Serbia Judicial Functional Review of 2014 recommends streamlining the procedure for small claims with a view to its acceleration as one of the measures for improvement of overall country’s judicial system performance. To support Serbian authorities in designing reforms the MDTF JSS prepared Report Small Claims – Where Does Serbia Stand? to provide recommendations for the optimization of the procedure for resolving small claims in Serbia based on the comparative analysis with other jurisdictions.
The Report examines how the procedure for resolving small civil and commercial claims is regulated in the law and implemented in the court practice of six European Union jurisdictions (Austria, Denmark, Estonia, Germany, Latvia and Slovenia). It then compares that to the small claims procedure in Serbia. The aim of the Report is to outline and examine critically the types of simplifications used in comparator jurisdictions and discuss which ones bring about the greatest gains in terms of reducing the length and cost of the procedures and could be appropriate for the Serbian context.
The report follows the development of a typical small claims procedure exploring its elements such as threshold below which the procedure is applicable; fees; filing the claim; collection of evidence including the level of initiative admissible for judges in adversarial systems; preparation of the case; hearings; timelines; judgement; grounds for appeal; fees for appeal; rules for the appellate court; and the potential of alternative dispute resolution in small claims. Finally, the report presents its conclusions and recommendations.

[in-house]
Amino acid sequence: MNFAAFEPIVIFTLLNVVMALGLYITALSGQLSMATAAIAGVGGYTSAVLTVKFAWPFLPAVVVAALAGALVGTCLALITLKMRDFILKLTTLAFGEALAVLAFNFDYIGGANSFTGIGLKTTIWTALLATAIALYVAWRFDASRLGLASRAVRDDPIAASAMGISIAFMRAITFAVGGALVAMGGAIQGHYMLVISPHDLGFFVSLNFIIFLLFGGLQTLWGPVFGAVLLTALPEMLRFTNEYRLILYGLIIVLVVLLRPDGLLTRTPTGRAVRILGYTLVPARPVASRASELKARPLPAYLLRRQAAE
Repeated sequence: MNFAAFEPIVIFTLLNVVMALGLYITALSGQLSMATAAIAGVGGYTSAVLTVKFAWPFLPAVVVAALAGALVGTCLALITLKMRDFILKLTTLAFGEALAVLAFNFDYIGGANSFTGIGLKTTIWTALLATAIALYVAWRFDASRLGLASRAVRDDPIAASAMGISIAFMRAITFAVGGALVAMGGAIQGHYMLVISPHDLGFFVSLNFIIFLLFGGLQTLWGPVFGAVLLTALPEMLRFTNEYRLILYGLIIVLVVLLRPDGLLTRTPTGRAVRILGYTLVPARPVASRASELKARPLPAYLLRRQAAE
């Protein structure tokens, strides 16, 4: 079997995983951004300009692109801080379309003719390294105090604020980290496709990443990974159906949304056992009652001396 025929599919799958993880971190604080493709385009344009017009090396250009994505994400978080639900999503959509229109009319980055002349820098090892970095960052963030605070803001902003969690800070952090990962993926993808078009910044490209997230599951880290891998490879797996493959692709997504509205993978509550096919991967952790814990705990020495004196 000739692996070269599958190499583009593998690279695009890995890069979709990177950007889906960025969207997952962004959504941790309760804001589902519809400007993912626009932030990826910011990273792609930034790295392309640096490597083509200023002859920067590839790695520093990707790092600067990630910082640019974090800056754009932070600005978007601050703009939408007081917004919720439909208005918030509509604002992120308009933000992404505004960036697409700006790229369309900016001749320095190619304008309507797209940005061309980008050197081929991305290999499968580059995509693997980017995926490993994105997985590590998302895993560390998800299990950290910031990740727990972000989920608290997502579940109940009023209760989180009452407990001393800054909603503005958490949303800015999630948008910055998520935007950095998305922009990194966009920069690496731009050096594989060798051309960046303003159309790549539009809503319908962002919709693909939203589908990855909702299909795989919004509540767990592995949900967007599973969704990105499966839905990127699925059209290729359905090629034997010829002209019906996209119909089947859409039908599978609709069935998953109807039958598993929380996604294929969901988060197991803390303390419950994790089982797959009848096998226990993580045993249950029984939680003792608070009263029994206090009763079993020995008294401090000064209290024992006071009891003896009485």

The level of the threshold in Serbia is unusually high, especially for commercial claims. Therefore, the scope of the small claims procedure is extremely broad. At the same time, judges lack of discretion on whether to apply the simplified procedure or not regardless of the complexity of the case. There are two main consequences: (1) judges may have to decide a complex case with a relatively high value under the simplified rules thus not giving it sufficient attention; and (2) further simplifications to the procedure can be very hard to accept, given the broad category of cases that would be affected.
Introduce a well-structured preparatory written phase in small value cases with short timelines and an obligation that parties should present/request all evidence that is available to them during that phase. Such written phase could be used to determine whether a hearing shall be conducted at all or the case could be resolved in a written-only procedure.
If fees are very high, this can hinder access to justice. In Serbia, fees for small commercial claims with a high value are the highest among comparator jurisdictions.
Тhe court fee structure of Serbia may encourage frivolous litigation, charge commercial entities excessively and increase the administrative burden of courts and enforcement authorities.
Introduce a single fee per court instance payable at the outset of the procedure.